The materials used in rebuilding and restoring USS Constitution span from 45-foot-long, 12,000 pound white oak trees to three-inch copper pins. Currently, Stephen Nichols, blacksmith for the Naval History & Heritage Command Detachment Boston, is finishing the last of 468 hand-made copper pins that will hold protective bronze plates to the forward edge of Constitution‘s cutwater.

[Courtesy Naval History & Heritage Command Detachment Boston]
Stephen Nichols works in a purpose-built blacksmith shop near USS Constitution in the Charlestown Navy Yard. [Courtesy Naval History & Heritage Command Detachment Boston]
For this project, Stephen uses a 100-ton hydraulic press, specially made dies, and an acetylene torch to form copper rods into finished pins. The rods must be heated to 1700 degrees Fahrenheit, just short of the melting point, to render them malleable.

[Courtesy Naval History & Heritage Command Detachment Boston]
An acetylene torch is used to heat copper rods to 1700 degrees Fahrenheit. Stephen can tell the approximate temperature by the color of the metal as it heats up. [Courtesy Naval History & Heritage Command Detachment Boston]
Stephen made the dies for the copper pins from two pieces of heavy gauge steel. The dies are counter-sunk so that the head of the pin becomes flared by the force of the hydraulic press.

[Courtesy Naval History & Heritage Command Detachment Boston]
As the hydraulic press lifts, the headed pin is released from the die. [Courtesy Naval History & Heritage Command Detachment Boston]
The headed pins are temporarily stored in a box before the final steps of the process. In the end, Stephen will have made 468 nearly four-inch copper pins.

[Courtesy Naval History & Heritage Command Detachment Boston]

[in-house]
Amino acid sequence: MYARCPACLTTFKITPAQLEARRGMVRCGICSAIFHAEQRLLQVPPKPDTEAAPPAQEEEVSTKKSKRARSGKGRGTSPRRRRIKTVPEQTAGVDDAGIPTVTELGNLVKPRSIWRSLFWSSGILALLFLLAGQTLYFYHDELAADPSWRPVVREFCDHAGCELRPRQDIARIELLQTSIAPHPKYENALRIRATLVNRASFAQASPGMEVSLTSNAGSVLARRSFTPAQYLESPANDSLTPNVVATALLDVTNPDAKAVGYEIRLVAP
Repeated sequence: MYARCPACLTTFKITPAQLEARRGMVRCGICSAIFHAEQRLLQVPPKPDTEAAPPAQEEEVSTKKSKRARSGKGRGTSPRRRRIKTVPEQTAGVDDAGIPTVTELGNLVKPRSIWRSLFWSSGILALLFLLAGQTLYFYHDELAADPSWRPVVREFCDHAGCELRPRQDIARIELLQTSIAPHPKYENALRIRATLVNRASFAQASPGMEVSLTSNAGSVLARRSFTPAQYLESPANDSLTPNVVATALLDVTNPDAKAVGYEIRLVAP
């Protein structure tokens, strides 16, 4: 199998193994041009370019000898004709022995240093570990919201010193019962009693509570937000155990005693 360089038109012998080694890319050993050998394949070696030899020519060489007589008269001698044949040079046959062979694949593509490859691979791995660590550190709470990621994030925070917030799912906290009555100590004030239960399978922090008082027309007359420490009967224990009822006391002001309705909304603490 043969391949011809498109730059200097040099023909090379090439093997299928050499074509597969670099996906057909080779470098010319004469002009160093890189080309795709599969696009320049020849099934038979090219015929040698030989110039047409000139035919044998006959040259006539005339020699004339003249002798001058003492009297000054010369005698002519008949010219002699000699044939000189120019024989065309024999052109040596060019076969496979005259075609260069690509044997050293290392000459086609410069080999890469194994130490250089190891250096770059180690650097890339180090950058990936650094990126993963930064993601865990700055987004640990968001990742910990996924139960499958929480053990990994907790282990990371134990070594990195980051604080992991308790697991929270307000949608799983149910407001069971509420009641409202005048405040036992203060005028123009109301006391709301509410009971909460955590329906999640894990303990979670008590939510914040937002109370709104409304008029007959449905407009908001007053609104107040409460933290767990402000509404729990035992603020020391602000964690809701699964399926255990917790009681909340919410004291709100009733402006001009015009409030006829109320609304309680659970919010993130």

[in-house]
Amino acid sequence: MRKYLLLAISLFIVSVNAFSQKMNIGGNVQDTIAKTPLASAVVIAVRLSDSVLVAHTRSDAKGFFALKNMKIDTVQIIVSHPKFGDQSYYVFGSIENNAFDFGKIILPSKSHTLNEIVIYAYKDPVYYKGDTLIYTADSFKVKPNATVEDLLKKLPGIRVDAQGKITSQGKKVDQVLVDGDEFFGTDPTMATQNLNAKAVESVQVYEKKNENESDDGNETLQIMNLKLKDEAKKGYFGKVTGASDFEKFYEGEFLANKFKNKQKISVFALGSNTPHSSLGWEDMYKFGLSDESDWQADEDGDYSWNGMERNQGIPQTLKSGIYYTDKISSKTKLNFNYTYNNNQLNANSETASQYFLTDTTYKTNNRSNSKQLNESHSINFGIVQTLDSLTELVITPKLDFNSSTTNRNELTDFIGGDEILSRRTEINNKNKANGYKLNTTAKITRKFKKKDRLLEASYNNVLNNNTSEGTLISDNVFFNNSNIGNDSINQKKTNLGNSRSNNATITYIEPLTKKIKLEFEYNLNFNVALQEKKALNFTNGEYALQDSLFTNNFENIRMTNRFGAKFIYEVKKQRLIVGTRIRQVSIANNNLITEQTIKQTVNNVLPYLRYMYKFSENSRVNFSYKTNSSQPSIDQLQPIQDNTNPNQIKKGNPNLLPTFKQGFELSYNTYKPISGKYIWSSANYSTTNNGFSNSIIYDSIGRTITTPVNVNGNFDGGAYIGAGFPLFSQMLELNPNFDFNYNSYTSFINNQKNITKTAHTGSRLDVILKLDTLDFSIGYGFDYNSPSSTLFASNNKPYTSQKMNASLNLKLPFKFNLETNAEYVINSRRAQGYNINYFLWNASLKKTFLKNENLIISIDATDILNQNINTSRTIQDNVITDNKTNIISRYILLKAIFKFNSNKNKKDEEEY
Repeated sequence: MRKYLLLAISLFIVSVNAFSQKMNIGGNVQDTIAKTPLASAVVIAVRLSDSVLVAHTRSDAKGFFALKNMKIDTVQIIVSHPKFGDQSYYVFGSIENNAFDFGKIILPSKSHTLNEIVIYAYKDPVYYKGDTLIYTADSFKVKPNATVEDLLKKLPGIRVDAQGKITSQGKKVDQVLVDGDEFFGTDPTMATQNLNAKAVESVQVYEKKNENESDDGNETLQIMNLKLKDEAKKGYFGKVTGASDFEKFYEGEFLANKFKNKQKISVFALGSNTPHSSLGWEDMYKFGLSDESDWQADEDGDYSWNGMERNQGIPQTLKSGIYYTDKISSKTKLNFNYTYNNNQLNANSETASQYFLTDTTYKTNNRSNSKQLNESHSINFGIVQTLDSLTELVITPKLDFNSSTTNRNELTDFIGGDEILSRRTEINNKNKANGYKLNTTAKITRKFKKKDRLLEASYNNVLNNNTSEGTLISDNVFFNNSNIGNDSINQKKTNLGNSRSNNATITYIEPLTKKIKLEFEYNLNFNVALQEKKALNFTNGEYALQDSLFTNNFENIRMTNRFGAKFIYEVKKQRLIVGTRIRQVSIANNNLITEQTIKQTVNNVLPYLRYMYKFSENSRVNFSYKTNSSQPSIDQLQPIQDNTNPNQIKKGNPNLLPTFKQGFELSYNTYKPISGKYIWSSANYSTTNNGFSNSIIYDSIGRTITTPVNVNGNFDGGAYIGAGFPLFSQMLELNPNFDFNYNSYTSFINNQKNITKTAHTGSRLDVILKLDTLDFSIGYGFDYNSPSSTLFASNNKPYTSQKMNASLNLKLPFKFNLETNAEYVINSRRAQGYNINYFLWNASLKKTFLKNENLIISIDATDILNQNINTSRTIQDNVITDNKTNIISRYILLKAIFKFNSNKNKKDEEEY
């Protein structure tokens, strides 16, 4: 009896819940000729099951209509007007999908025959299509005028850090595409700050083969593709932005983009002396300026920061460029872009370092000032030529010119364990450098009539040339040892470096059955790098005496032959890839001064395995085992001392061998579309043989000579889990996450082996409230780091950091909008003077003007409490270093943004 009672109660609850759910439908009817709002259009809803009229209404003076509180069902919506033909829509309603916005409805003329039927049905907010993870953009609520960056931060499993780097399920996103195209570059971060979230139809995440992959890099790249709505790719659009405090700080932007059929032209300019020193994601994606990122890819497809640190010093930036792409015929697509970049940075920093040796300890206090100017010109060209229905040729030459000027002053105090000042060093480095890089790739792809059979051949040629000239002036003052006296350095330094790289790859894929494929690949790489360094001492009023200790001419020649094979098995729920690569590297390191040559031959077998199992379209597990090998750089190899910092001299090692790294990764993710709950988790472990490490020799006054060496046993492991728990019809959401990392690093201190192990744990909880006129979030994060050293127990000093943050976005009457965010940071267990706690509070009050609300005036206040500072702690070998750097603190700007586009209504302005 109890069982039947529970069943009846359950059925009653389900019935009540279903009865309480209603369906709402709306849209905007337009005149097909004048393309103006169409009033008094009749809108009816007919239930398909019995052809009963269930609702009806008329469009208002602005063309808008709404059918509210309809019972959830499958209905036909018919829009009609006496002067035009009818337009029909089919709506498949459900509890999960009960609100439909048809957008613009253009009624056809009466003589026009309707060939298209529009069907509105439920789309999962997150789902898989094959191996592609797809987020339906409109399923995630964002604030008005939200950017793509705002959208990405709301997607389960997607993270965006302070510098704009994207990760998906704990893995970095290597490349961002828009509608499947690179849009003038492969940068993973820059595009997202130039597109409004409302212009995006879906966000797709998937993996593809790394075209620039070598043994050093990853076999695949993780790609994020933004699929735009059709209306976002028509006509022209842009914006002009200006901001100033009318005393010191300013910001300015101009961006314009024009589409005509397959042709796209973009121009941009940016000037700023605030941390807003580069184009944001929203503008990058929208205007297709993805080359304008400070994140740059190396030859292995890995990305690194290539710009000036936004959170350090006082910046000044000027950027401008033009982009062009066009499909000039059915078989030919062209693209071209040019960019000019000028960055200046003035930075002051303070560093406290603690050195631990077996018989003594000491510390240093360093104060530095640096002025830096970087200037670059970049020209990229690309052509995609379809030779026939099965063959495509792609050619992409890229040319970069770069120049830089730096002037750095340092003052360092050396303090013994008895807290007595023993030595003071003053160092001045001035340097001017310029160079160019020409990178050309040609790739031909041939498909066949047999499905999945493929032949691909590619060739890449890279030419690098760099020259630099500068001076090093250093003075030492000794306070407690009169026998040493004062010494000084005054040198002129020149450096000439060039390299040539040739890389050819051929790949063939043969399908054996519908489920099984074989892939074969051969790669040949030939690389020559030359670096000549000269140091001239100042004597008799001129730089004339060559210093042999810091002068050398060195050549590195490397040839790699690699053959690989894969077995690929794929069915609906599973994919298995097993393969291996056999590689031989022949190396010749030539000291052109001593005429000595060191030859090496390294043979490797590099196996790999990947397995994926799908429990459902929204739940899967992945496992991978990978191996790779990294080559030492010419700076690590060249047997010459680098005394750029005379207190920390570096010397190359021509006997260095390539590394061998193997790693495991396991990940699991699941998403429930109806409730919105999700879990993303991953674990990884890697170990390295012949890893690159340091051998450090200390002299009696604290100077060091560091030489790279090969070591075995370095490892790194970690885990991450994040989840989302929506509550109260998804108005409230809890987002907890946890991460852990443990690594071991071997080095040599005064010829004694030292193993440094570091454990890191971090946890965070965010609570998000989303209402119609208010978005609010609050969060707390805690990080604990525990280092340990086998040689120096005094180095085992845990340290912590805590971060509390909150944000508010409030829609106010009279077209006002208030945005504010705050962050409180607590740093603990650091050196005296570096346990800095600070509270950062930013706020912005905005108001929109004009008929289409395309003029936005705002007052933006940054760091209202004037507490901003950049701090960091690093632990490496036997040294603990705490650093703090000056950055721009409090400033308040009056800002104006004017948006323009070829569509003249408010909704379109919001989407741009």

A box of newly headed copper pins. [Courtesy Naval History & Heritage Command Detachment Boston]
Once the pins have cooled, Stephen uses the hydraulic press to taper the ends and then uses an angle sheer to cut the tips into points. It is important that the tips are cold-pressed so as to harden the soft copper, rendering the pins strong enough to be driven into the oak cutwater of Constitution‘s bow.

[Courtesy Naval History & Heritage Command Detachment Boston]
Three copper pins showing the first two stages of manufacture. The pin on the left is headed. The two pins on the right show the cold-pressed tips before they are cut into points. [Courtesy Naval History & Heritage Command Detachment Boston]
A series of large molded bronze plates are fitted around the forward edge of Constitution‘s cutwater. These plates cover the edge of the cutwater from below the billet head to the turn of the keel and protect this vulnerable, projecting bow structure. A dozen or more copper pins hold each plate in place. The red arrow in the photo below points to an area below the waterline where the old copper pins have been removed from a bronze plate. The plate above that area has already been removed. Once removed, the bronze plates are cleaned and prepped to be reinstalled on the cutwater later on in the restoration.

[Courtesy Naval History & Heritage Command Detachment Boston]
This view below the waterline shows the beginning of the cutwater restoration in the summer of 2015. [Courtesy Naval History & Heritage Command Detachment Boston]
Constitution will leave Dry Dock 1 in the late summer or early autumn of 2017. The work on the cutwater will be complete, including the reinstallation of the protective bronze plates with the new copper pins.

[Courtesy Naval History & Heritage Command Detachment Boston]
USS Constitution‘s cutwater, as seen in 2009. [Courtesy Naval History & Heritage Command Detachment Boston]

-M. M. Desy & K. Monea

The Author(s)

USS Constitution Museum